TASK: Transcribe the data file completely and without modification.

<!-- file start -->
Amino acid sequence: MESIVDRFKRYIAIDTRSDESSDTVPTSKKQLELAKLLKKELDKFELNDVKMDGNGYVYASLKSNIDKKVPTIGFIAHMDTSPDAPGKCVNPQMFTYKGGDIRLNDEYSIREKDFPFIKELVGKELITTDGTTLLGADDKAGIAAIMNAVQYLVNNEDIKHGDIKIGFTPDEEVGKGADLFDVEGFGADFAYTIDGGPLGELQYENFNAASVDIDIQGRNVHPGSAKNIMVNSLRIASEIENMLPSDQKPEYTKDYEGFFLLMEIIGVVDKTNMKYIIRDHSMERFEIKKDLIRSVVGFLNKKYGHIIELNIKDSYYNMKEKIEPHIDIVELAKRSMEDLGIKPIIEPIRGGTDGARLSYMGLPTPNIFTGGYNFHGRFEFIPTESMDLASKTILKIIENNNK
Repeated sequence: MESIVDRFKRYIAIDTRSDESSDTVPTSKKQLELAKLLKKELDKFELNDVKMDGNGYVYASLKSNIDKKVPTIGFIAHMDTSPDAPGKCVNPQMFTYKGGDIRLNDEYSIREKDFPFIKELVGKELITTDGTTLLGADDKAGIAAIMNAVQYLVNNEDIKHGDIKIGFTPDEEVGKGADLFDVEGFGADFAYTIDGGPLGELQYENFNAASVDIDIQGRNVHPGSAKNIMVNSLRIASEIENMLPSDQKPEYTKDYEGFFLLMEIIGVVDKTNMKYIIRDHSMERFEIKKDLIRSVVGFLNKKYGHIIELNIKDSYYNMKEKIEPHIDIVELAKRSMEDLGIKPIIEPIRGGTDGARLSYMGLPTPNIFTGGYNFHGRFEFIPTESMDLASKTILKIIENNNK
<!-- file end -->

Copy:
Amino acid sequence: MESIVDRFKRYIAIDTRSDESSDTVPTSKKQLELAKLLKKELDKFELNDVKMDGNGYVYASLKSNIDKKVPTIGFIAHMDTSPDAPGKCVNPQMFTYKGGDIRLNDEYSIREKDFPFIKELVGKELITTDGTTLLGADDKAGIAAIMNAVQYLVNNEDIKHGDIKIGFTPDEEVGKGADLFDVEGFGADFAYTIDGGPLGELQYENFNAASVDIDIQGRNVHPGSAKNIMVNSLRIASEIENMLPSDQKPEYTKDYEGFFLLMEIIGVVDKTNMKYIIRDHSMERFEIKKDLIRSVVGFLNKKYGHIIELNIKDSYYNMKEKIEPHIDIVELAKRSMEDLGIKPIIEPIRGGTDGARLSYMGLPTPNIFTGGYNFHGRFEFIPTESMDLASKTILKIIENNNK
Repeated sequence: MESIVDRFKRYIAIDTRSDESSDTVPTSKKQLELAKLLKKELDKFELNDVKMDGNGYVYASLKSNIDKKVPTIGFIAHMDTSPDAPGKCVNPQMFTYKGGDIRLNDEYSIREKDFPFIKELVGKELITTDGTTLLGADDKAGIAAIMNAVQYLVNNEDIKHGDIKIGFTPDEEVGKGADLFDVEGFGADFAYTIDGGPLGELQYENFNAASVDIDIQGRNVHPGSAKNIMVNSLRIASEIENMLPSDQKPEYTKDYEGFFLLMEIIGVVDKTNMKYIIRDHSMERFEIKKDLIRSVVGFLNKKYGHIIELNIKDSYYNMKEKIEPHIDIVELAKRSMEDLGIKPIIEPIRGGTDGARLSYMGLPTPNIFTGGYNFHGRFEFIPTESMDLASKTILKIIENNNK